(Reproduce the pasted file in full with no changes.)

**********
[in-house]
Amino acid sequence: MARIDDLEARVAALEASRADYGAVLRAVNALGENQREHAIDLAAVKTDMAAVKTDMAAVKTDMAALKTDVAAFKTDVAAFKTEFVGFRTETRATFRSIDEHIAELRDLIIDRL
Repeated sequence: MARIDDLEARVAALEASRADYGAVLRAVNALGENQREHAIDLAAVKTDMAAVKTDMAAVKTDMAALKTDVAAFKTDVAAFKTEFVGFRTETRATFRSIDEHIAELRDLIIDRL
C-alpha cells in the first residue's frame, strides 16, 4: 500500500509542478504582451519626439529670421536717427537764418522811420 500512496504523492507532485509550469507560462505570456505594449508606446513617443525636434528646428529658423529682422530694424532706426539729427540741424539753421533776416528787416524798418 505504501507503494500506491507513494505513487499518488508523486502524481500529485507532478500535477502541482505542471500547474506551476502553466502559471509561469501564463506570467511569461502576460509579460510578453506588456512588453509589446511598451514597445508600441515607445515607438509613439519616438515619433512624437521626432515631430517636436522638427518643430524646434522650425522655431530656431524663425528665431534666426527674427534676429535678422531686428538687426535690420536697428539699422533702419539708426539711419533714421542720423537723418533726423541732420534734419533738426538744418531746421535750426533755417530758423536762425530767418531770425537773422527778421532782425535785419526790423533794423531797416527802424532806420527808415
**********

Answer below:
[in-house]
Amino acid sequence: MARIDDLEARVAALEASRADYGAVLRAVNALGENQREHAIDLAAVKTDMAAVKTDMAAVKTDMAALKTDVAAFKTDVAAFKTEFVGFRTETRATFRSIDEHIAELRDLIIDRL
Repeated sequence: MARIDDLEARVAALEASRADYGAVLRAVNALGENQREHAIDLAAVKTDMAAVKTDMAAVKTDMAALKTDVAAFKTDVAAFKTEFVGFRTETRATFRSIDEHIAELRDLIIDRL
C-alpha cells in the first residue's frame, strides 16, 4: 500500500509542478504582451519626439529670421536717427537764418522811420 500512496504523492507532485509550469507560462505570456505594449508606446513617443525636434528646428529658423529682422530694424532706426539729427540741424539753421533776416528787416524798418 505504501507503494500506491507513494505513487499518488508523486502524481500529485507532478500535477502541482505542471500547474506551476502553466502559471509561469501564463506570467511569461502576460509579460510578453506588456512588453509589446511598451514597445508600441515607445515607438509613439519616438515619433512624437521626432515631430517636436522638427518643430524646434522650425522655431530656431524663425528665431534666426527674427534676429535678422531686428538687426535690420536697428539699422533702419539708426539711419533714421542720423537723418533726423541732420534734419533738426538744418531746421535750426533755417530758423536762425530767418531770425537773422527778421532782425535785419526790423533794423531797416527802424532806420527808415